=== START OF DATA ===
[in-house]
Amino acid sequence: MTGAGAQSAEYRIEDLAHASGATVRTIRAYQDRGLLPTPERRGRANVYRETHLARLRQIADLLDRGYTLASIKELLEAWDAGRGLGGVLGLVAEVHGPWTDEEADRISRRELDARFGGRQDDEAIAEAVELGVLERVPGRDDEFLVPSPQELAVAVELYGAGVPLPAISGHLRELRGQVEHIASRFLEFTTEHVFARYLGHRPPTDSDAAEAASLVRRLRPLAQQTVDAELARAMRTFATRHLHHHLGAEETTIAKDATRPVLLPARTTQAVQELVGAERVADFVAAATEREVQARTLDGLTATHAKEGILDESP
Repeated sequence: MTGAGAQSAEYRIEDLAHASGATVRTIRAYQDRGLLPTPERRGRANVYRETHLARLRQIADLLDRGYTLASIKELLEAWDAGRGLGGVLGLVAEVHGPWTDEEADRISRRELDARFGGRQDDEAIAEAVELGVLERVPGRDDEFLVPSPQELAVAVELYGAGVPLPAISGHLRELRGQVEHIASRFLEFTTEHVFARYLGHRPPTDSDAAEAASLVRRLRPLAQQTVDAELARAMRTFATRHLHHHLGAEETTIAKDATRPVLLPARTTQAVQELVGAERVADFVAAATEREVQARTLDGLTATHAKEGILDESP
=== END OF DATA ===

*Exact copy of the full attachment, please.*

[in-house]
Amino acid sequence: MTGAGAQSAEYRIEDLAHASGATVRTIRAYQDRGLLPTPERRGRANVYRETHLARLRQIADLLDRGYTLASIKELLEAWDAGRGLGGVLGLVAEVHGPWTDEEADRISRRELDARFGGRQDDEAIAEAVELGVLERVPGRDDEFLVPSPQELAVAVELYGAGVPLPAISGHLRELRGQVEHIASRFLEFTTEHVFARYLGHRPPTDSDAAEAASLVRRLRPLAQQTVDAELARAMRTFATRHLHHHLGAEETTIAKDATRPVLLPARTTQAVQELVGAERVADFVAAATEREVQARTLDGLTATHAKEGILDESP
Repeated sequence: MTGAGAQSAEYRIEDLAHASGATVRTIRAYQDRGLLPTPERRGRANVYRETHLARLRQIADLLDRGYTLASIKELLEAWDAGRGLGGVLGLVAEVHGPWTDEEADRISRRELDARFGGRQDDEAIAEAVELGVLERVPGRDDEFLVPSPQELAVAVELYGAGVPLPAISGHLRELRGQVEHIASRFLEFTTEHVFARYLGHRPPTDSDAAEAASLVRRLRPLAQQTVDAELARAMRTFATRHLHHHLGAEETTIAKDATRPVLLPARTTQAVQELVGAERVADFVAAATEREVQARTLDGLTATHAKEGILDESP